In recent years, as some involved in the city’s original sustainability brainstorming have peeled-off, others have joined. Most recently, Nancy Alberte, a regional market outreach specialist for a national energy efficiency company and Mike Arney, a local data programmer, have assisted Roznowski in ensuring the Green Summit continues.
“I’m really concerned about climate,” Avery said. “I’d really like to get more people involved, since the Green Summit seems to be at a mature stable point.”
Alberte agreed, noting, “I love being around like-minded people. I think we can grow beyond what we are doing.”
The Summit’s leadership points to growing the efforts beyond the annual, centralized event. They favor neighborhoods taking on sustainability projects and, like other efforts that have natural connections, eventually link those initiatives.
“The challenge in all of this is how to keep sustainable initiatives sustainable,” Roznowski said. “We have been able to link a variety of initiatives including Crime Stoppers and the Health Department to join efforts in composting, solar energy and a lot more.”
He said the three-legged stool of sustainability – people, planet and profit – works when you can demonstrate a benefit to quality of life and an eventual cost savings.
“We have a 30 percent diversion rate – what we divert from landfill – in Tosa. We could increase that to 50 percent and use the savings for other needs, such as staffing of police officers and fire fighters as well as other services,” Roznowski stressed,
The future, Roznowski said, may hinge on whether the Summit’s activities, as well as the city’s sustainability efforts outside of the annual event, will inspire youngsters, and whether efforts can also spread to the business community.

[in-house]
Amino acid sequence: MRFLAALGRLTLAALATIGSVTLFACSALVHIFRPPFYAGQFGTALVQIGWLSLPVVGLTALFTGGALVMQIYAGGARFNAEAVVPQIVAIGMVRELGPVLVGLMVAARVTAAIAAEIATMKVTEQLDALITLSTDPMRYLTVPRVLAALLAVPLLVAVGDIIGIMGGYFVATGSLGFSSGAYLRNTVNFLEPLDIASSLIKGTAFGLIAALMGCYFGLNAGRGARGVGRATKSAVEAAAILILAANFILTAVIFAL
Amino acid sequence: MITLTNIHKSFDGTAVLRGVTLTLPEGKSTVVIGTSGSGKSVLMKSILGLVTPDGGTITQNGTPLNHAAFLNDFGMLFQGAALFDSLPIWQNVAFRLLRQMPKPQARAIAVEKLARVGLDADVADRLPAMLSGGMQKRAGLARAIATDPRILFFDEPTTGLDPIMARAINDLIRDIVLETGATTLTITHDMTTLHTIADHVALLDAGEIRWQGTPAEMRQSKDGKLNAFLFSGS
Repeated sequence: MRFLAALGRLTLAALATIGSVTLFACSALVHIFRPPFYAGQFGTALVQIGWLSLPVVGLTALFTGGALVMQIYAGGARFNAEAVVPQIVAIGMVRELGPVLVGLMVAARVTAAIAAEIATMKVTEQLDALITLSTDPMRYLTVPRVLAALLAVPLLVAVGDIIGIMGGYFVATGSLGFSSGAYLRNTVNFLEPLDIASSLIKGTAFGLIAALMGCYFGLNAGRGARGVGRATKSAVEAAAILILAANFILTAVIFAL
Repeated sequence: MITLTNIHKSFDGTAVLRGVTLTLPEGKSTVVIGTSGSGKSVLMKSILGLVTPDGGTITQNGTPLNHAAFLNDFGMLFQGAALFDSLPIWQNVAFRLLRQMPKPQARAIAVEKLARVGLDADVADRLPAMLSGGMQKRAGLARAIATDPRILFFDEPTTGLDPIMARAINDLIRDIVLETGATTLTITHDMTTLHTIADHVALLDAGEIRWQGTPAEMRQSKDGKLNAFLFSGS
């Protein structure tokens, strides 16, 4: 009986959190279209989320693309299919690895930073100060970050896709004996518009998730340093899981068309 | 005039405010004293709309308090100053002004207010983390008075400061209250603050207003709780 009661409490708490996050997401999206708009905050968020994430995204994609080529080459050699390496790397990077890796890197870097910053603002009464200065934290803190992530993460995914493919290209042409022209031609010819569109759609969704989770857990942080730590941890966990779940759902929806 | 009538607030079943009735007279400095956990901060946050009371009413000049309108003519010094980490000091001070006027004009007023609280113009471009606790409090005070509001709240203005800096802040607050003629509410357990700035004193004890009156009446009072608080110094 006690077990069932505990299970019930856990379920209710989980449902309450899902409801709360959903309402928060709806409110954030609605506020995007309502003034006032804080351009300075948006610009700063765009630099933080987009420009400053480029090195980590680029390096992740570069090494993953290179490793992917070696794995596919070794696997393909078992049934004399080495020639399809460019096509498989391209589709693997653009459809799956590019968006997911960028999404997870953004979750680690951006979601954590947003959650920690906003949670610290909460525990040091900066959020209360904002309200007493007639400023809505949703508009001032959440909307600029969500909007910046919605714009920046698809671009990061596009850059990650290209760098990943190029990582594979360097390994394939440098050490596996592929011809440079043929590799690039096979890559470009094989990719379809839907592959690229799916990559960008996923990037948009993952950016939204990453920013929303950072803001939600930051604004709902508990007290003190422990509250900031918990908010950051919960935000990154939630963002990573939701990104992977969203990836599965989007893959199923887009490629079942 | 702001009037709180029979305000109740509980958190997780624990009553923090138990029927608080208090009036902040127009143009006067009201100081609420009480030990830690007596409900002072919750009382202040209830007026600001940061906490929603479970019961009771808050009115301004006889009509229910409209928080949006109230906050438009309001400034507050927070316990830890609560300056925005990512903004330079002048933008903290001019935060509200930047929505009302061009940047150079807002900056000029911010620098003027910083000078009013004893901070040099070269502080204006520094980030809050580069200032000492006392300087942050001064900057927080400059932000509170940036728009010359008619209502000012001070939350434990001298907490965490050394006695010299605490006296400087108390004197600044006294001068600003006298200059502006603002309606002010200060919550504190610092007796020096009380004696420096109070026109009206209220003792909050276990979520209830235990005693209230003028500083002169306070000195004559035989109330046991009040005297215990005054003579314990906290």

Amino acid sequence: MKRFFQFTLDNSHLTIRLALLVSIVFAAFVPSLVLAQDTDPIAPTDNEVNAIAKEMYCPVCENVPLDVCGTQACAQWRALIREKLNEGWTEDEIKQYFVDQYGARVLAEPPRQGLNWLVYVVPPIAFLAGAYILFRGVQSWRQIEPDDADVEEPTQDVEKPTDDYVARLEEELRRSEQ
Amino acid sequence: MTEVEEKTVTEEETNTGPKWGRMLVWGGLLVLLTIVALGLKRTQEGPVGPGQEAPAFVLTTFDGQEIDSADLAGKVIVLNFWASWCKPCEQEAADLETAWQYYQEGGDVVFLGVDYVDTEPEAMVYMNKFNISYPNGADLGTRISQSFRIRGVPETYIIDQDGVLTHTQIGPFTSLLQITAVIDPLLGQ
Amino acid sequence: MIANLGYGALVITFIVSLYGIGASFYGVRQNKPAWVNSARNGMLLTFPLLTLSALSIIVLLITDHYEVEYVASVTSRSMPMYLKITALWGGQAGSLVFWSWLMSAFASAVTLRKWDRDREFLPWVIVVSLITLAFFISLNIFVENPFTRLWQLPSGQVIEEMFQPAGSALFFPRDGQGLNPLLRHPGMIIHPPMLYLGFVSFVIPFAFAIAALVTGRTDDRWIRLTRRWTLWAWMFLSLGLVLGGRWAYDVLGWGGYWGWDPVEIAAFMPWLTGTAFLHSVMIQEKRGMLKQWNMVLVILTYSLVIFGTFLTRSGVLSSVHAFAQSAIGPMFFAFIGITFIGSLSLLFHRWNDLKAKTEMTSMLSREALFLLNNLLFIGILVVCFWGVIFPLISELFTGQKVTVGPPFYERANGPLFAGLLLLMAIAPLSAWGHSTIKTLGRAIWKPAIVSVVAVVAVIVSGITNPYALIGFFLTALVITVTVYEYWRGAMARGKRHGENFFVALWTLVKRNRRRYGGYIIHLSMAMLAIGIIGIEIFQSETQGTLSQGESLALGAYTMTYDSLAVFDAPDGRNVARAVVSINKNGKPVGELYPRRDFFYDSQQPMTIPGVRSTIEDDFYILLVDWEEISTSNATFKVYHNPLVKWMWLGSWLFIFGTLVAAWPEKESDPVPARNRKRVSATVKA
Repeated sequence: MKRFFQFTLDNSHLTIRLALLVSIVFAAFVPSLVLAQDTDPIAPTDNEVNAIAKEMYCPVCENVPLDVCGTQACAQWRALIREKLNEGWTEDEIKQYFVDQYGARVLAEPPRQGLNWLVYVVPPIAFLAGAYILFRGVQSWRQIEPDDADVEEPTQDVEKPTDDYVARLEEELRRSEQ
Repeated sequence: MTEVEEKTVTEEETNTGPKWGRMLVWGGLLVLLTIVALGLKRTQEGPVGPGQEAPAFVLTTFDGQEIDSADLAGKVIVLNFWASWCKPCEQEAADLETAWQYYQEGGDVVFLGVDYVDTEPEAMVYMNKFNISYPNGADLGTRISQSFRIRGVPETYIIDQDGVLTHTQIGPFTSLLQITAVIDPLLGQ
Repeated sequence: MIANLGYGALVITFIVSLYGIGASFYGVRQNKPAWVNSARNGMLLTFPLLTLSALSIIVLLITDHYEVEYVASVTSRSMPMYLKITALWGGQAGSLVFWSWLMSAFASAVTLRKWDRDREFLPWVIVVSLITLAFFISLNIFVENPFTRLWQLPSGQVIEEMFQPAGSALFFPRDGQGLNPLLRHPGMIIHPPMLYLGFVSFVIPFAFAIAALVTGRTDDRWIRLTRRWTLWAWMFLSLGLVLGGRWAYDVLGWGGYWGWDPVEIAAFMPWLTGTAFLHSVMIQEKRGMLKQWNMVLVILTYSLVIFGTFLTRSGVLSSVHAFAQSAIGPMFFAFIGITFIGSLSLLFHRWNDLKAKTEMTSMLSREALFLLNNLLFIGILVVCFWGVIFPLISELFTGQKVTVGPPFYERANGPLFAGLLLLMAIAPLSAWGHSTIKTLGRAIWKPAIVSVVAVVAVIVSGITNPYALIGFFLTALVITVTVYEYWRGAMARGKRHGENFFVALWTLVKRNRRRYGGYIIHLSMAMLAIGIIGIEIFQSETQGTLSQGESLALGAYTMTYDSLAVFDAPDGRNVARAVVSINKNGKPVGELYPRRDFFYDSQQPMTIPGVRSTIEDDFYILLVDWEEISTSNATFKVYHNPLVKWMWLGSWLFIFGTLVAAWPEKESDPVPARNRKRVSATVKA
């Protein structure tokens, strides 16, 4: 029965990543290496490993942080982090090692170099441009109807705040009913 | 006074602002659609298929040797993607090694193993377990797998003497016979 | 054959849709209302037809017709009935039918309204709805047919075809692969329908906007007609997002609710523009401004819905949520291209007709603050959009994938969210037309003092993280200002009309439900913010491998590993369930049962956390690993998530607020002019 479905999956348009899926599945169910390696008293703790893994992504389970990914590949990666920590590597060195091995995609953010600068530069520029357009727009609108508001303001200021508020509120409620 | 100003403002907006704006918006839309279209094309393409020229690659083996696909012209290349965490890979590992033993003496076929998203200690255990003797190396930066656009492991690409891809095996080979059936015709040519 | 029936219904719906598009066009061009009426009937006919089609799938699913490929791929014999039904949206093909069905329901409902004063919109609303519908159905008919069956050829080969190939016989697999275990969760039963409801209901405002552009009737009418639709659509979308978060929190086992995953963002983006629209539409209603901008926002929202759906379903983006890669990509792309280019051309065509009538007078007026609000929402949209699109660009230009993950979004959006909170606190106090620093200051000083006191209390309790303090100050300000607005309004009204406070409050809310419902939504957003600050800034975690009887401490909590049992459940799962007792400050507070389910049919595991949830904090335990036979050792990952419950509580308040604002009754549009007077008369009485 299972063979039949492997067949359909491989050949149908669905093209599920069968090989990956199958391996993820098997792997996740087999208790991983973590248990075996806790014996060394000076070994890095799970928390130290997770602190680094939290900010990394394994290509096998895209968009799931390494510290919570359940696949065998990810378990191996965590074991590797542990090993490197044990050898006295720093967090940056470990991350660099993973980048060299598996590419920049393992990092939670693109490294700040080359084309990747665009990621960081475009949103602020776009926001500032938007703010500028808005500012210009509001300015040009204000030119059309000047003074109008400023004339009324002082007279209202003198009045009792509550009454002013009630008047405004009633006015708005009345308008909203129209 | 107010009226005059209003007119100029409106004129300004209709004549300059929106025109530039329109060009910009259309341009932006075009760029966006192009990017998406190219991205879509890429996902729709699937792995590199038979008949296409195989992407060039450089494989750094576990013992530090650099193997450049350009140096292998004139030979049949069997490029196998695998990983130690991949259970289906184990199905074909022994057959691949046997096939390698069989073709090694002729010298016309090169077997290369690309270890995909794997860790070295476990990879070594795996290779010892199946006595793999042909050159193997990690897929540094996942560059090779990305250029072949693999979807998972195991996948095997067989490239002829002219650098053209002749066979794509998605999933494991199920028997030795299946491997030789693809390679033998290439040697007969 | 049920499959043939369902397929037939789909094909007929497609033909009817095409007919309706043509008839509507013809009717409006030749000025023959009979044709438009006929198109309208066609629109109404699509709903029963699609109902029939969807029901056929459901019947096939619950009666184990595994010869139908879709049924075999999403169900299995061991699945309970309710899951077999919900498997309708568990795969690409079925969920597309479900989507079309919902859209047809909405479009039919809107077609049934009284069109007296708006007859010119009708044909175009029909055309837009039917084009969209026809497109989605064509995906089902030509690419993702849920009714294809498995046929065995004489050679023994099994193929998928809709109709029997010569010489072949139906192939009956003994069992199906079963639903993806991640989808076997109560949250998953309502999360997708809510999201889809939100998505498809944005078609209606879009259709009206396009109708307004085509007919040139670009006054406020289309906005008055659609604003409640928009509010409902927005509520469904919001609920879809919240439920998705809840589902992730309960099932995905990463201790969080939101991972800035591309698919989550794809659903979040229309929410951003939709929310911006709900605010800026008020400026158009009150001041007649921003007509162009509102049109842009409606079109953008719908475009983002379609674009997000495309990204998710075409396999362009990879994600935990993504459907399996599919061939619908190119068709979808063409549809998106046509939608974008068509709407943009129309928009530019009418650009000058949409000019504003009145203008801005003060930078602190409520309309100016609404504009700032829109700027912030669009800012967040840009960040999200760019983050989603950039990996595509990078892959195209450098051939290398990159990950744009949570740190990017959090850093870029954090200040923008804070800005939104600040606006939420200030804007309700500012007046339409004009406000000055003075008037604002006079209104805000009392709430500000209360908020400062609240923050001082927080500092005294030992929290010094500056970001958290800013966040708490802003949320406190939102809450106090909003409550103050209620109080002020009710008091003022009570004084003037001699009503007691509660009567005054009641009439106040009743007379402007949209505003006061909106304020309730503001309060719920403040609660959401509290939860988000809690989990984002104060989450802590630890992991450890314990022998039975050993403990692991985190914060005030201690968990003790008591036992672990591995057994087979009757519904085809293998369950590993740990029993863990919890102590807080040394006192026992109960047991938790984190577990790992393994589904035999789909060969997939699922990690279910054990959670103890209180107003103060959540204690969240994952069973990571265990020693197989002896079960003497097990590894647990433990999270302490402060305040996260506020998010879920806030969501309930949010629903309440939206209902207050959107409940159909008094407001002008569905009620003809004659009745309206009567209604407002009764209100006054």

“Let’s take advantage of the fact that we are a hot (development) community. There is a lot of potential,” he said. “Maybe we can incentivize businesses with approvals that require some sustainable activities.”
Wauwatosa already is a leading champion of sustainability in Southeastern Wisconsin, joined by communities such as Milwaukee, Shorewood and Brookfield. The Wisconsin Department of Natural Resources has recognized the city’s over-all efforts by accepting the city as a legacy member of its Green Tier Charter. This unique partnership between some 23 communities, nonprofit organizations and state agencies, is more than recognition. It helps connect Tosa to various services, resources, and research.
“This is a great group of communities that share resource information,” said Will Erikson, the DNR’s legacy community coordinator. He noted that member communities are invited to meet quarterly as well as attend an annual meeting where speakers and facilitators explore how community partnerships can further the cause.
“We are really glad to have Wauwatosa in the network,” Erikson said. More information about the statewide effort is available at www.greentiercommunities.org.
Tosa Green Summit also has a Facebook page.